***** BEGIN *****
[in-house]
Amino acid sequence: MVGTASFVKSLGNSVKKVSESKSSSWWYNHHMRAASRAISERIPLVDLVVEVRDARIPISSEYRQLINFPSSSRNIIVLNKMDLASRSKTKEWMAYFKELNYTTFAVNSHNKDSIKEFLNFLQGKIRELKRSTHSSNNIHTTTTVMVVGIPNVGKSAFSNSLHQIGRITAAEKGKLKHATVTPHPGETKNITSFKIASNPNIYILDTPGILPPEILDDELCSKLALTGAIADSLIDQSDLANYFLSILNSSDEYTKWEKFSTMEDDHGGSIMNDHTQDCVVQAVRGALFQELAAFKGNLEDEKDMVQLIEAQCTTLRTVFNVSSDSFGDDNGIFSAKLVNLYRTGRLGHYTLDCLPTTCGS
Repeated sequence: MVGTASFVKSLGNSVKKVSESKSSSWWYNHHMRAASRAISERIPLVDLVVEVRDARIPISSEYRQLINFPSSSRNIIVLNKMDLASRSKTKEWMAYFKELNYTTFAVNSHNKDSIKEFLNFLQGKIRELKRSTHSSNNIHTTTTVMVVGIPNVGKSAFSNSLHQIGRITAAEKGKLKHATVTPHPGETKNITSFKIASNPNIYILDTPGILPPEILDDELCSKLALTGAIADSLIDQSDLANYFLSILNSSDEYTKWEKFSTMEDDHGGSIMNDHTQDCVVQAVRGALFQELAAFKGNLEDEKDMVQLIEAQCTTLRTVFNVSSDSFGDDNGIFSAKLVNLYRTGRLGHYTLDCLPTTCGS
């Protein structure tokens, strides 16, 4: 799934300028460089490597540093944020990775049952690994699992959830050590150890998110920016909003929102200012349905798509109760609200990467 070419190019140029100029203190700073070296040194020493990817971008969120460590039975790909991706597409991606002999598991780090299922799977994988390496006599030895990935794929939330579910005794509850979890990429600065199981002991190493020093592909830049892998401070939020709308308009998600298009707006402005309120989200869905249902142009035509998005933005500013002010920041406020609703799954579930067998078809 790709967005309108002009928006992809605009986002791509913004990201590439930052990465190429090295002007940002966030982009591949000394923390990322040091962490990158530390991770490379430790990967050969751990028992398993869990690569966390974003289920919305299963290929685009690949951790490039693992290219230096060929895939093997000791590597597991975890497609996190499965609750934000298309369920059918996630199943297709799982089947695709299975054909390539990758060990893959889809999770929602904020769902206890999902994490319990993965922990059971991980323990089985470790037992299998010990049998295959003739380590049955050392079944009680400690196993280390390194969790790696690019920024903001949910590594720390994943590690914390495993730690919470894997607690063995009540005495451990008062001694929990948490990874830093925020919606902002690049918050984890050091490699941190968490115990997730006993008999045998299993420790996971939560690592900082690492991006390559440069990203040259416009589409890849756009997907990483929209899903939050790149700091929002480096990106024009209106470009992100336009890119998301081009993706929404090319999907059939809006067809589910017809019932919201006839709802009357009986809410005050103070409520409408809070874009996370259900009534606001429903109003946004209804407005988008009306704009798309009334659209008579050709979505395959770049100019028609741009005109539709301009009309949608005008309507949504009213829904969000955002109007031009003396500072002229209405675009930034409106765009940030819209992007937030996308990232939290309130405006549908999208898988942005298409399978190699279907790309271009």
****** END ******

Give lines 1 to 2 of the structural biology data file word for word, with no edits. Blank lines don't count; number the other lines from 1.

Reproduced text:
[in-house]
Amino acid sequence: MVGTASFVKSLGNSVKKVSESKSSSWWYNHHMRAASRAISERIPLVDLVVEVRDARIPISSEYRQLINFPSSSRNIIVLNKMDLASRSKTKEWMAYFKELNYTTFAVNSHNKDSIKEFLNFLQGKIRELKRSTHSSNNIHTTTTVMVVGIPNVGKSAFSNSLHQIGRITAAEKGKLKHATVTPHPGETKNITSFKIASNPNIYILDTPGILPPEILDDELCSKLALTGAIADSLIDQSDLANYFLSILNSSDEYTKWEKFSTMEDDHGGSIMNDHTQDCVVQAVRGALFQELAAFKGNLEDEKDMVQLIEAQCTTLRTVFNVSSDSFGDDNGIFSAKLVNLYRTGRLGHYTLDCLPTTCGS